Can a corporation be criminally responsible under the FCPA’s anti-bribery provisions for payments it doesn’t know about? It sounds strange but the question comes up in a common scenario.
An employee pays bribes out of his or her own pocket to get more business for the company. There’s a strict policy forbidding all payments to foreign officials. And that policy is part of a compliance program that’s effective in every way — except it can’t stop the employee’s secret, self-funded pay-offs. We’ll assume the employee can be prosecuted. But what about the company?
Yes, it’s on the hook too, thanks to the American legal doctrine of respondeat superior. But before we get to that, let’s look at the FCPA itself.
The word “corruptly” is used in the statute every time an anti-bribery offense is described. Individuals and corporations, the law says, violate the FCPA when they act “corruptly.” When they pay or promise to pay a foreign official anything of value to assist anyone in obtaining or retaining business. See, for example, 15 U.S.C. § 78dd-2.
The Justice Department agrees that an offense under the antibribery provisions requires a corrupt intent: “Under the FCPA, the person making or authorizing the payment must have a corrupt intent.” See the United States Attorneys’ Manual, Title 9, Criminal Resource Manual (CRM) §1018 “Prohibited Foreign Corrupt Practices” (November 2000) here.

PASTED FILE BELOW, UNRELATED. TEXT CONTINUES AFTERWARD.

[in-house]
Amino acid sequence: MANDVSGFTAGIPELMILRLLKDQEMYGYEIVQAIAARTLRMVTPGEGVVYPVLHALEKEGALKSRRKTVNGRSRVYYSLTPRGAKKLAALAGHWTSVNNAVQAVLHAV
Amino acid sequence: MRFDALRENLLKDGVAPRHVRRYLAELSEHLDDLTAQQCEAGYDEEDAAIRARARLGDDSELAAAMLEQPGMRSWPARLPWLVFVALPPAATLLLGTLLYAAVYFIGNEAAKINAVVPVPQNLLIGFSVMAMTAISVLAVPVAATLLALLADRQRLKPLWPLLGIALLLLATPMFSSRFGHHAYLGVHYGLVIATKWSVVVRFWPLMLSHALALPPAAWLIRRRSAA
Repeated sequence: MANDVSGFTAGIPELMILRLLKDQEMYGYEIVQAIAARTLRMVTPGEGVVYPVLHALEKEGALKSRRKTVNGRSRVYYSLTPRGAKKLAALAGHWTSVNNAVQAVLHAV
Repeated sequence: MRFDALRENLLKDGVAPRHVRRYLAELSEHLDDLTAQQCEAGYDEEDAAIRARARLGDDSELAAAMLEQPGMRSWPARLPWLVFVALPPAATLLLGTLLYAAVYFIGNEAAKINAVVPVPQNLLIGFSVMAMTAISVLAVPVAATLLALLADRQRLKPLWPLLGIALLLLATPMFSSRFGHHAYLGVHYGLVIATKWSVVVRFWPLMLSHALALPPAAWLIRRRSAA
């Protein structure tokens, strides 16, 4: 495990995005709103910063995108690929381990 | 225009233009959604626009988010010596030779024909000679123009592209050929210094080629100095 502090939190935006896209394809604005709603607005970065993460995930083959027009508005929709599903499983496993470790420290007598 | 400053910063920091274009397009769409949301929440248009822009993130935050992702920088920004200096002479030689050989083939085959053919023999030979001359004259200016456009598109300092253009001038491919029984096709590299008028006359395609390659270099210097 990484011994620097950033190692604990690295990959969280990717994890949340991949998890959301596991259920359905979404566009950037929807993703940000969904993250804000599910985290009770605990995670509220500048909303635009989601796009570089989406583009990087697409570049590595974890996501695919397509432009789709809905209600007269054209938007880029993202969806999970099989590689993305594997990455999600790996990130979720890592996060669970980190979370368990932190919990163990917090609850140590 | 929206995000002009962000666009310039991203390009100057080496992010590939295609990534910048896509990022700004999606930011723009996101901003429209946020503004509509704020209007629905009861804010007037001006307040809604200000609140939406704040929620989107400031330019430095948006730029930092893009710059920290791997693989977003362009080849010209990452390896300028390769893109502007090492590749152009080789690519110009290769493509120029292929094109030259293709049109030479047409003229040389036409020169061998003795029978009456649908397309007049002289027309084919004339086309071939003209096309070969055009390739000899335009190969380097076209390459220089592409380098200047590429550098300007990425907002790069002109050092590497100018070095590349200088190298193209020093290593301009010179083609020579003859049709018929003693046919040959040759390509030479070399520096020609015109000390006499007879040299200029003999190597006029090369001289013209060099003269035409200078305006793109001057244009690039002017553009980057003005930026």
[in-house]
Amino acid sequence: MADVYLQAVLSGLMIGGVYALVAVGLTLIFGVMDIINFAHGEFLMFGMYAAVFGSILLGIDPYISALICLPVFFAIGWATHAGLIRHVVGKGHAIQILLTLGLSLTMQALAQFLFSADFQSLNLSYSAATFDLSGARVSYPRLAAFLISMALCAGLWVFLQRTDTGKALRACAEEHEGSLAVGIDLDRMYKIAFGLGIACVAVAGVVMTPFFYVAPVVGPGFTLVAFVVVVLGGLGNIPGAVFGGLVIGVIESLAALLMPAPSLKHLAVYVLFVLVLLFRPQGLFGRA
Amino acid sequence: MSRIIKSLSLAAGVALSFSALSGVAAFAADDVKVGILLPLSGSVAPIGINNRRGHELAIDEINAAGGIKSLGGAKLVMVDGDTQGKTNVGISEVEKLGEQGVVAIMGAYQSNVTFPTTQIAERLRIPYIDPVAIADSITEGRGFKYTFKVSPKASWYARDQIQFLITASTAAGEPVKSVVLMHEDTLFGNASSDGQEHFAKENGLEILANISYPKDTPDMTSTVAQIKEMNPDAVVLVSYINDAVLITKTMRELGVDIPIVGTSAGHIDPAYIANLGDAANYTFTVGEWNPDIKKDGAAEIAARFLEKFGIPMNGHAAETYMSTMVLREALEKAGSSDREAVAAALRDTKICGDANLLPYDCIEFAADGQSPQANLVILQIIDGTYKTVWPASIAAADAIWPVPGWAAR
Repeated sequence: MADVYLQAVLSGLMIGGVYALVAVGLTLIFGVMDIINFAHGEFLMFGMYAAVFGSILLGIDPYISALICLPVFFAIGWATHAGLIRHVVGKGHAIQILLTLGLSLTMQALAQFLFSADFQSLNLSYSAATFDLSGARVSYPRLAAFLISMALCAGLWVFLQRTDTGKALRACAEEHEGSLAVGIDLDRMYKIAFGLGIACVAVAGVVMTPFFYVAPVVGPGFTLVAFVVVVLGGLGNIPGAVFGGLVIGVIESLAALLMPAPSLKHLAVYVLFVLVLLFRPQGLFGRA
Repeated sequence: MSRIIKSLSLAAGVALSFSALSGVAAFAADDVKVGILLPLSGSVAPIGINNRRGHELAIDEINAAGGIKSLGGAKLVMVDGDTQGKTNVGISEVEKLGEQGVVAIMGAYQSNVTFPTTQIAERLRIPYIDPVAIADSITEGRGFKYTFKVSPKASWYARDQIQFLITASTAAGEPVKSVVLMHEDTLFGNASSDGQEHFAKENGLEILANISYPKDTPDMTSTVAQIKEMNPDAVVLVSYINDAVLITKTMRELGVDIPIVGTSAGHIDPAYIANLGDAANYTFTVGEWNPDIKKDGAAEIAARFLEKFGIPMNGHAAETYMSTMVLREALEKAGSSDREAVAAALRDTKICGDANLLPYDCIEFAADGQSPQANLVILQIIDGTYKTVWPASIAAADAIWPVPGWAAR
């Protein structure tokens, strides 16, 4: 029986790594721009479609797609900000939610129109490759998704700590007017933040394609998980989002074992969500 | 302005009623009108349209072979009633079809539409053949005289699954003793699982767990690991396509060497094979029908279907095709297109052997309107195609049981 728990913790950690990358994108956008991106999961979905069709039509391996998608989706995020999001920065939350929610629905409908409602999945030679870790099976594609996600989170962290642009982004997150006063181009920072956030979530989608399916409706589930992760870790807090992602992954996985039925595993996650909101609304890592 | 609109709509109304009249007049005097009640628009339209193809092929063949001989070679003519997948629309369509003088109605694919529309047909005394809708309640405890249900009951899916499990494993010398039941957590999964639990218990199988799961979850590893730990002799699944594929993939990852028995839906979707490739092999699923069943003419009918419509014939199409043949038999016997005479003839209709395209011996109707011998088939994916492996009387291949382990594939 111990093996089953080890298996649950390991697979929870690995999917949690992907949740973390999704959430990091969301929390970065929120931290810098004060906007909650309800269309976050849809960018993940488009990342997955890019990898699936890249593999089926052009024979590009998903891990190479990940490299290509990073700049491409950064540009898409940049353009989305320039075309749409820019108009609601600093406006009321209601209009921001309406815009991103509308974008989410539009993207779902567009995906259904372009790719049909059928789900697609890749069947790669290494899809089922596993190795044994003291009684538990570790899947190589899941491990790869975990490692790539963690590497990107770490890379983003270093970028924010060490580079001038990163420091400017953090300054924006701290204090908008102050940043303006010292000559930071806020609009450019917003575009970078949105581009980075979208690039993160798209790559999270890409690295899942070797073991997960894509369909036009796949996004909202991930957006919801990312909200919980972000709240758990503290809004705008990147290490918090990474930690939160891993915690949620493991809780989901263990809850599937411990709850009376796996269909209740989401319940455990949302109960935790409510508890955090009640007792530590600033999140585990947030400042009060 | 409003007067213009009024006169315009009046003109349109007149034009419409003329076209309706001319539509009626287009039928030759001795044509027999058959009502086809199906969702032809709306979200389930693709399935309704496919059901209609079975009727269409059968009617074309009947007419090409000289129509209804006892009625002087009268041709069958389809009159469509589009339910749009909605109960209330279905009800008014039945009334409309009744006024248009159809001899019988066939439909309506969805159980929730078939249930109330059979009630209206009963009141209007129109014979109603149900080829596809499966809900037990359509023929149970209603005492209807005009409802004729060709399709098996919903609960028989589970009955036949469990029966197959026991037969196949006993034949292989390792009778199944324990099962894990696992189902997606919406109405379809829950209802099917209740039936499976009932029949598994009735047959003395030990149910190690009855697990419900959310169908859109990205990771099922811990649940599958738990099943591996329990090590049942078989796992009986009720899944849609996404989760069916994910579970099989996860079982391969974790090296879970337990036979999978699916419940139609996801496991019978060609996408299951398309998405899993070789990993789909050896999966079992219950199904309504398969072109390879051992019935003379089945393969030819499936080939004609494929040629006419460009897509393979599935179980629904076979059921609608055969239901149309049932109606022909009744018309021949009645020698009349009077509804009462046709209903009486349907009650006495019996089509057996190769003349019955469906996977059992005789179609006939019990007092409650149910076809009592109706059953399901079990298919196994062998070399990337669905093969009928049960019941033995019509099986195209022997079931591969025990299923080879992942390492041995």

But there’s more. Although the FCPA doesn’t distinguish between human beings (natural persons) and corporations (juridical persons), American common law does. It holds corporations criminally responsible for secret behavior by an employee that violates the company’s compliance program. For juridical persons, in other words, respondeat superior takes the “corrupt” out of the Foreign Corrupt Practices Act and replaces it with strict liability.
Here’s how the Justice Department described respondeat superior as recently as August 2008:
The existence of a corporate compliance program, even one that specifically prohibited the very conduct in question, does not absolve the corporation from criminal liability under the doctrine of respondeat superior. See United States v. Basic Constr. Co., 711 F.2d 570, 573 (4th Cir. 1983) . . . As explained in United States v. Potter, 463 F.3d 9 (1st Cir. 2006), a corporation cannot “avoid liability by adopting abstract rules” that forbid its agents from engaging in illegal acts, because “[e]ven a specific directive to an agent or employee or honest efforts to police such rules do not automatically free the company for the wrongful acts of agents.” Id. at 25-26.
See 9 CRM §28.800 (B) Comment (here).
The DOJ says it wants companies to have compliance programs that work. And the Federal Sentencing Guidelines give companies credit when they have effective compliance programs. Despite that, corporations can still be charged with crimes committed by employees who acted in secret and in violation of company policies. An effective compliance program is always a good thing — but it’s no defense under the law.